5 Considerations for Deploying Industrial Robotics
Of the Industry 4.0 technologies reshaping industry right now, new industrial robotics has some of the most significant potential to transform factory work.
However, not every deployment of new robots goes smoothly. There are significant challenges to adopting any new technology, and the complexity of cutting-edge robotics means there is serious room for error when deploying industrial robots.
These five considerations are crucial to keep in mind when planning to adopt and integrate industrial robotics.
Robots are typically dangerous. Moving parts, components like welders, and high levels of force can all pose serious safety risks to workers, especially without the proper precautions.
If a robot will be in close contact with workers, you should consider the safety measures you’ll need in place to keep workers safe. When investigating potential options, you may also want to see which safety features a robot manufacturer can offer, as well as the amount of space and the workflows you’ll need for workers to operate a robot safely.
In facilities where space is at a premium, for example, smaller robots with low-profile footprints may be both cost-effective and safer.
You may also invest in robots that come equipped with safety features, or models specially designed to operate close to human workers.
For example, many new collaborative robots (cobots) are designed with features — like force limiters and padding around sharp edges — that make them safer to work around. However, even these cobots can pose serious safety risks and will require specific safety practices.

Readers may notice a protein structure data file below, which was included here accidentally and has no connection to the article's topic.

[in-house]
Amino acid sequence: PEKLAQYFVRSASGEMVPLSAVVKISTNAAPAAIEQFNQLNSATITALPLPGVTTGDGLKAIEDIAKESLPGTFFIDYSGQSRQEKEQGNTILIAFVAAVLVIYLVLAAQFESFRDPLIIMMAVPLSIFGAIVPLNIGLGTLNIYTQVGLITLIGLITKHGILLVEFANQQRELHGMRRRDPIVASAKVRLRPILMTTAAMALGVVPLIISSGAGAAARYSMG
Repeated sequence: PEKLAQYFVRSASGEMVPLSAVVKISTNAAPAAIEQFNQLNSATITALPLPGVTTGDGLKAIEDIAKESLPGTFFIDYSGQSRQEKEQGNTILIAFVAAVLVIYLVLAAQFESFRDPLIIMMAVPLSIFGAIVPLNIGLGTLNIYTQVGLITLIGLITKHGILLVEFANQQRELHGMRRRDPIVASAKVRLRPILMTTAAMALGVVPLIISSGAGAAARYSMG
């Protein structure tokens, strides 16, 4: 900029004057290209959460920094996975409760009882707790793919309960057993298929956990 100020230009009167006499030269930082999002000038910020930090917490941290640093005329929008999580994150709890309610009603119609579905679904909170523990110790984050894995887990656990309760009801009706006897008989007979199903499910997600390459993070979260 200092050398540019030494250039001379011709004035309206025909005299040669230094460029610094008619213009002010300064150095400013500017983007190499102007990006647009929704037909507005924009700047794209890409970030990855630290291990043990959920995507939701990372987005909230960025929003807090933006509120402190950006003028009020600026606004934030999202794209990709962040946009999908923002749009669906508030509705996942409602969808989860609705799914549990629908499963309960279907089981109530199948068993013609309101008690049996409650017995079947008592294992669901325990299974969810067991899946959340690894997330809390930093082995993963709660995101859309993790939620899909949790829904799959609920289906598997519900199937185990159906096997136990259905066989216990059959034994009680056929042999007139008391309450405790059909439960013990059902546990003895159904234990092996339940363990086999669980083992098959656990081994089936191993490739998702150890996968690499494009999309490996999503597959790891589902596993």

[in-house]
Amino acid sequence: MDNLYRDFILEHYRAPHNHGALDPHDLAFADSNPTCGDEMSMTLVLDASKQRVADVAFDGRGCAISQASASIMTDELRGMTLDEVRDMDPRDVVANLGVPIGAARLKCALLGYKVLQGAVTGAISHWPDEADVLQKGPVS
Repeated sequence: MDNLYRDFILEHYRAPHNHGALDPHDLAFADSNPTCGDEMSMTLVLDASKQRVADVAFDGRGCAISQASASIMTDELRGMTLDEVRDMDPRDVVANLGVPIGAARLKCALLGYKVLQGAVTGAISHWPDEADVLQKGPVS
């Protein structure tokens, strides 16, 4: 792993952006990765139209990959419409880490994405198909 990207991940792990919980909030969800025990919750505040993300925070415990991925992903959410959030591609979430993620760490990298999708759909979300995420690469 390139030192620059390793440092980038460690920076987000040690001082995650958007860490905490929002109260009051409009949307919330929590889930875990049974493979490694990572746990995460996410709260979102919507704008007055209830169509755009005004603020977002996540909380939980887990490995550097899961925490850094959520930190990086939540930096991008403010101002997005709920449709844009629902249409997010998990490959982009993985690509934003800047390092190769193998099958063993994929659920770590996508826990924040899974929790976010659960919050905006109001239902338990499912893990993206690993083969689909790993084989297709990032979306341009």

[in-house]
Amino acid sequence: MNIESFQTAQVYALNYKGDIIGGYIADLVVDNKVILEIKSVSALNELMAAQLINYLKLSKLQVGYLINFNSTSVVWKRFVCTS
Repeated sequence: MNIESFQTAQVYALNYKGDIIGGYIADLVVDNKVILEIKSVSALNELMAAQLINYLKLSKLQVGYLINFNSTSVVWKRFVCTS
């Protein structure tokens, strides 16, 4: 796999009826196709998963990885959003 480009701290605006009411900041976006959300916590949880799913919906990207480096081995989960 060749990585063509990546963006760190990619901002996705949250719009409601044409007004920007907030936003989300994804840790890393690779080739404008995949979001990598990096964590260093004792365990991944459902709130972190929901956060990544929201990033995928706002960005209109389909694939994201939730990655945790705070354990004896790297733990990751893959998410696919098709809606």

Power Consumption and Energy Efficiency
Industrial facilities consume significant amounts of energy. Adding additional automated technology, like robotics platforms, can further drive up a facility’s spending on power.
Before committing to a platform, be sure to consider the amount of power it will consume. In many cases, you may find that a comparable robot or system provides the same features and uses less power.
You should also ensure any new infrastructure used to support your robots meets important energy-efficiency regulations. For example, you’ll want to make sure any newly installed transformers meet the DOE standards on transformer energy efficiency. This will help your facility keep energy costs as low as possible and avoid potential fines.
Some robot platforms are more complex than others. This means they may require more technical investment to set up and maintain.
Before committing to a new robot, be sure you know how difficult the system will be to maintain and if current facility technicians are ready to handle the operation and maintenance of the system.
For any new robot a facility purchases, there should be a plan to maintain it. This plan should include a maintenance strategy for the physical components of the robot plus any digital or cloud platforms that support it.
When developing a maintenance strategy, you may also want to consider the new maintenance strategies enabled by Industry 4.0 tech. With the right platform and combination of IoT sensors, for example, you can implement a predictive maintenance strategy. This uses data on machine performance to predict failure and catch issues earlier.
Every internet-connected device in a facility is another opportunity for hackers to break into a facility’s network. If not properly secured, a new robot platform can create serious cybersecurity risks.
Best practices, like endpoint security and the adoption of industry standards for automation platform cybersecurity, can help keep a facility safe.
However, it’s also important to consider native cybersecurity features and identify which platforms or robots may be less vulnerable to a cyberattack than others. In the same way that facility managers want a robot that meets production needs, they should also make sure any robot purchase has cybersecurity features that make site security easier and more practical.
Key Considerations for New Industry Robots
Robotics can offer major benefits for any facility — but managers should be careful when sourcing or deploying a new platform. Issues like robot safety, energy consumption, and cybersecurity can all be much easier to handle with the right choice of robot.
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